1952. Büchner, K. Gespräche in Tusculum. Zürich: Artemis.

1998. Gigon, O. Gespräche in Tusculum = Tusculanae Disputationes. München: Artemis und Winkler.

2006. Koch, B. Philosophie Als Medizin Für Die Seele. Untersuchungen Zu Ciceros Tusculanae Disputationes. Stuttgart: Steiner.

2008. Eckhard, L. Philosophie Unter Der Tyrannis. Ciceros Tusculanae Disputationes. Heidelberg: Winter.

AcademicaEdit

1970. Ruch, M. Academica Posteriora. Liber Primus. Paris: Presses Universitaires de France. Érasme.

1988. Hunt, T. J. A Textual History of Cicero's Academici Libri. Leiden: Brill.

1995. Schäublin, C. Akademische Abhandlungen. Lucullus. Hamburg: F. Meiner. Einleitung von Andreas Graeser und Christoph Schäublin. Anmerkungen von Andreas Bächli und Andreas Graeser.

1998. Haltenhoff, A. Kritik Der Akademischen Skepsis. Ein Kommentar Zu Cicero, Lucullus 1-62. Bern: Peter Lang.

2006. Brittain, C. On Academic Scepticism. Indianapolis: Hackett.

Translation of Plato's TimaeusEdit

2011. Plasberg, O. M. Tulii Ciceronis Paradoxa stoicorum, Academicorum, Reliquiae cum Lucullo, Timaeus, ND, De divinatione, De fato. Leipzig. (Online publication of the 1908 text).

1975. Giomini, R. (ed.) De Divinatione, De Fato, Timaeus. Teubner. Leipzig.

De Natura DeorumEdit

1933. Rackham, H. De Natura Deorum; Academica. Cambridge: Harvard University Press. Loeb Classical Library.

1955. Pease, A.S. De Natura Deorum. Cambridge: Harvard University Press. Two volumes: 1 (1955), 2 (1958). Reprint: New York, Arno Press, 1979.

1986. van den Bruwaene, M. De Natura Deorum: Tables. Latomus no. 192:1-173.

1996. Gigon O. und L. Straume-Zimmermann Vom Wesen Der Götter: Lateinisch-Deutsch. Zürich: Artemis und Winkler.

1997. Walsh, P.G. The Nature of the Gods. New York: Oxford University Press.

2003. Dyck, A. De Natura Deorum. Liber I. Cambridge: Cambridge University Press.

2002. Auvray-Assayas, C. La Nature Des Dieux. Paris: Belles Lettres.


De DivinationeEdit

1920. Pease, A.S. De Divinatione; Liber Primvs-Secvndvs. Urbana: University of Illinois.Two volumes: 1 (1920); 2 (1923). Reprint: New York, Arno Press, 1979.

2006. Wardle, D. Cicero on Divination. De Divinatione, Book 1. New York: Oxford University Press.

1992. Freyburger, G. and J. Scheid. De La Divination. Paris: Belles Lettres.

2004. Kany-Turpin, J. De La Divination = De Divinatione. Paris: Flammarion.

2006. De François, G. Le De Diuinatione De Cicéron Et Les Théories Antiques De La Divination. Bruxelles: Éditions Latomus.

1991. Schäublin, C. Über Die Wahrsagung = De Divinatione : Lateinisch-Deutsch. München: Artemis und Winkler.

1923. Falconer, W.A. De Senectute; De Amicitia; De Divinatione. Cambridge: Harvard University Press. Loeb Classical Library.

De FatoEdit

1933. Yon, A. Traité Du Destin. Paris: Belles Lettres. Collection des universités de France.

1963. Bayer, K. De Fato. Über Das Fatum. Lateinisch-Deutsch. München: Heimeran-Verlag.

1991. Sharples, R.W. On Fate (De Fato) / Cicero. & the Consolation of Philosophy (Philosophiae Consolationis) : Iv.5-7, V / Boethius. Warminster: Aris and Phillips.

2008. Schallenberg, M. Freiheit Und Determinismus. Ein Philosophischer Kommentar Zu Ciceros Schrift De Fato. Berlin: Walter de Gruyter.

De Senectute and De Amicitia (Laelius)Edit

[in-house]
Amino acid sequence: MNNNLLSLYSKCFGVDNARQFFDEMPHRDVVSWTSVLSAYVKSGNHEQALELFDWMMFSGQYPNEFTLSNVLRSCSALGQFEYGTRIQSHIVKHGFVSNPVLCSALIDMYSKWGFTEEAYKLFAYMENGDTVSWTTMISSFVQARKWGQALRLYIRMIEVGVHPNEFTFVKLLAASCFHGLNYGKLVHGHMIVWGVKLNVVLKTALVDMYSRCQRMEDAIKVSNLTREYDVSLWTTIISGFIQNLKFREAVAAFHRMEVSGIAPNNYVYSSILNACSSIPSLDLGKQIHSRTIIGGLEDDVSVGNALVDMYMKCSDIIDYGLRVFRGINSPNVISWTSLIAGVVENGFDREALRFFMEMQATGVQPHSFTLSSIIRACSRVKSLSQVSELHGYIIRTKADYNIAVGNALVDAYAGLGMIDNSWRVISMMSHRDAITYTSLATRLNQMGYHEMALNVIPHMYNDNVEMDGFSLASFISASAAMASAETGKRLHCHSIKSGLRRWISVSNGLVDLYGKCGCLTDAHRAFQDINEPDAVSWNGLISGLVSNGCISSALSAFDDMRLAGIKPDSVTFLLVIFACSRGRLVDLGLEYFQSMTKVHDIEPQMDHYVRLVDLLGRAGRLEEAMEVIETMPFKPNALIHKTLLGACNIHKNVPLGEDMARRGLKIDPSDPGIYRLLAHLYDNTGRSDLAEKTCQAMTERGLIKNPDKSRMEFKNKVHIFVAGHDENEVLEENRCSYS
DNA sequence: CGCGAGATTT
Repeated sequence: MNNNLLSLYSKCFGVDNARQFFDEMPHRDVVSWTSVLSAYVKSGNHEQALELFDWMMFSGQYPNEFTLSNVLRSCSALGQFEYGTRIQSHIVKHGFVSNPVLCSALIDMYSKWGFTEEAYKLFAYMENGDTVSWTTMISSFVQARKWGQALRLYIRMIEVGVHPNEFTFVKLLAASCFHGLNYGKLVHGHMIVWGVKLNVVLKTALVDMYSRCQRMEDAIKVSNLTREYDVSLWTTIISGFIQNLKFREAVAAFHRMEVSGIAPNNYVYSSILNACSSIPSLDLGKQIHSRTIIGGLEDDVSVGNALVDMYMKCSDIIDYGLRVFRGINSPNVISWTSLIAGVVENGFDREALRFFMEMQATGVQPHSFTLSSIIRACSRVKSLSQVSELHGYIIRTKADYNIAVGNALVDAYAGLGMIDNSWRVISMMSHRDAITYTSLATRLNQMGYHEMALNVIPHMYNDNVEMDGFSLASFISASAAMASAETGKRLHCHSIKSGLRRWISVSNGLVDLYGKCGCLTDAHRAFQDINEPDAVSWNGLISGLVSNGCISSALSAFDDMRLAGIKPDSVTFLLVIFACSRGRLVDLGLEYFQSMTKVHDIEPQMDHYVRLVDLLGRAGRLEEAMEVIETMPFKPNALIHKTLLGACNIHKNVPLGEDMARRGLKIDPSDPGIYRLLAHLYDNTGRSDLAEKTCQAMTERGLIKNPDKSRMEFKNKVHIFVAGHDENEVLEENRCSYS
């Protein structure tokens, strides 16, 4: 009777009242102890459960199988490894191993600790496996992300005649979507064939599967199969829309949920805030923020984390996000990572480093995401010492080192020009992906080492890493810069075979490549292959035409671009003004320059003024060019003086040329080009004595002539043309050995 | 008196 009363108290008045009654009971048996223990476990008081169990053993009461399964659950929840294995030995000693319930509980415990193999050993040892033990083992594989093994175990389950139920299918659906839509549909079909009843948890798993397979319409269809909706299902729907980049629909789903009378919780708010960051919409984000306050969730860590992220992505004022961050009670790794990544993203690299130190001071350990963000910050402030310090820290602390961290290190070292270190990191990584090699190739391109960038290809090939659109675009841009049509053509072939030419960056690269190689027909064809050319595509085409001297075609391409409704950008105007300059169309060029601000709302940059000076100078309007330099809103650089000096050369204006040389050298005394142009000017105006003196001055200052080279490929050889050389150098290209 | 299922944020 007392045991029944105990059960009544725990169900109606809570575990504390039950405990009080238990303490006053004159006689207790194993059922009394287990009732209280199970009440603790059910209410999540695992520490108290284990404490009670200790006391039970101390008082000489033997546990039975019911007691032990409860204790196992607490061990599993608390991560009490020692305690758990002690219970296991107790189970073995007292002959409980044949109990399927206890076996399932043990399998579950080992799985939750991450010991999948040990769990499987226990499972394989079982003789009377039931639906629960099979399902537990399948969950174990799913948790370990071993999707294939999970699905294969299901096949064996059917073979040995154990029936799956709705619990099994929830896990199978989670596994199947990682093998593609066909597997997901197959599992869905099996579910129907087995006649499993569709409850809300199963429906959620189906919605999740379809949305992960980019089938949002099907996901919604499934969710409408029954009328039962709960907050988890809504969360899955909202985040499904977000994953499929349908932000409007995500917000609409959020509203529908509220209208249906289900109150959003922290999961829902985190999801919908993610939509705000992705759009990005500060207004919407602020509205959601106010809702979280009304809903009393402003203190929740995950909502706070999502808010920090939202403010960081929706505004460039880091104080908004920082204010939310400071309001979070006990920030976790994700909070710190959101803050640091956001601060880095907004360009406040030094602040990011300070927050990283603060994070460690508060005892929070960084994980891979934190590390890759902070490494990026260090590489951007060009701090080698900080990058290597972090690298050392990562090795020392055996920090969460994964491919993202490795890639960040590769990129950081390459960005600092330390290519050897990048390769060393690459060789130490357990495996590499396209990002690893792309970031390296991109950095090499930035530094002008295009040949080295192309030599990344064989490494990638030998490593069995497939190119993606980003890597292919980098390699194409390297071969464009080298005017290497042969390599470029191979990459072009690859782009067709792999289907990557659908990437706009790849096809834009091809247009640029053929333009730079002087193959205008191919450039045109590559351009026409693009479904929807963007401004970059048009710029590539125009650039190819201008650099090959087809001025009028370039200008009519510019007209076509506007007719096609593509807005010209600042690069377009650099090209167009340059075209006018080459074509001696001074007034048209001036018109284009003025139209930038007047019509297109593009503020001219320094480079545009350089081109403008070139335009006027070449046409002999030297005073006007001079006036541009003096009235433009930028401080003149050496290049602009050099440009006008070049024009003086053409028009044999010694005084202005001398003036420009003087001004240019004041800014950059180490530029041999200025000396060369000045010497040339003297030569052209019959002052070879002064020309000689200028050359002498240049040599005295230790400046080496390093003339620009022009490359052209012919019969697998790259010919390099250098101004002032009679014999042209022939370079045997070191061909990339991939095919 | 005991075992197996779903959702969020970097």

1965. Müller, C.F.W. and M. Seyffert. Laelius; De Amicita Dialogus. Hildesheim: Georg Olms. Reprografischer Nachdruck der Ausgabe Leipzig, 1876.

1923. Falconer, W.A. De Senectute; De Amicitia; De Divinatione. Cambridge: Harvard University Press. Loeb Classical Library.

1967. Steinmetz, F-A. Die Freundschaftslehre Des Panaitos. Nach Einer Analyse Von Ciceros Laelius De Amicitia. Wiesbaden: F. Steiner.

1972. Ruch, M. De Senectute. Paris: Bordas.

1988. Powell, J.G.F. Cato Maior De Senectute. Cambridge: Cambridge University Press.

1989. Wuilleumier, P. Caton L'ancien (De La Vieillesse). Paris: Belles Lettres. Collection des universités de France.

1990. Powell, J.G.F. On Friendship and the Dream of Scipio. Warminster: Arts and Phillips.

1998. Merklin, H. Cato Maior De Senectute = Cato Der Ältere Über Das Alter. Lateinisch-Deutsch. Stuttgart: Reclam.


De OfficiisEdit

1913. Miller, W. De Officiis. Cambridge: Harvard University Press. Loeb Classical Library.

1965. Testard, M. Les Devoirs. Paris: Belles Lettres. Collection des universités de France. 2 volumes: 1 (1965); 2 (1970).

1967. Higginbotham, J. On Moral Obligation. Berkeley: University of California Press.

1991. Griffin, M.T. and Atkins, M. On Duties. Cambridge: Cambridge University Press.

1994. Winterbottom, M. De Officiis. New York: Oxford University Press.

1995. Kinapenne, C. De Officiis. Index Verborum, Listes De Fréquence, Relevés Grammaticaux. Liège.

1996. Dyck, A. R. A Commentary on Cicero, De Officiis. Ann Arbor: University of Michigan.

2001. Walsh, P.G. On Obligations. New York: Oxford Univeristy Press.

2008. Nickel, R. De Officiis = Vom Pflichtgemässen Handel. Lateinisch-Deutsch. Düsseldorf: Artemis und Winkler.

De InventioneEdit

1949. Hubbell, H.M. De Inventione; De Optimo Genere Oratorum; Topica. Cambridge: Harvard University Press. Loeb Classical Library.

1994. Achard, G. De L'invention. Paris: Belles Lettres. Collection des universités de France.

1998. Nüsslein, T. De Inventione = Über Die Auffindung Des Stoffes ; De Optimo Genere Oratorum = Über Die Beste Gattung Von Rednern. Düsseldorf: Artemis und Winkler.

De OratoreEdit

1902. Wilkins, A.S. Rhetorica, Tomus I: Libros De Oratore Tres Continens. New York: Oxford University Press.

1948. Rackham. H. and E.W. Sutton. De Oratore [and De Fato; Paradoxa Stoicorum; De Partitione Oratoria]. Cambridge: Harvard University Press. Loeb Classical Library. Contents: I. De Oratore, Books 1-2. II. De Oratore, Book 3. De Fato, Paradoxa Stoicorum, De Partitione Oratoria.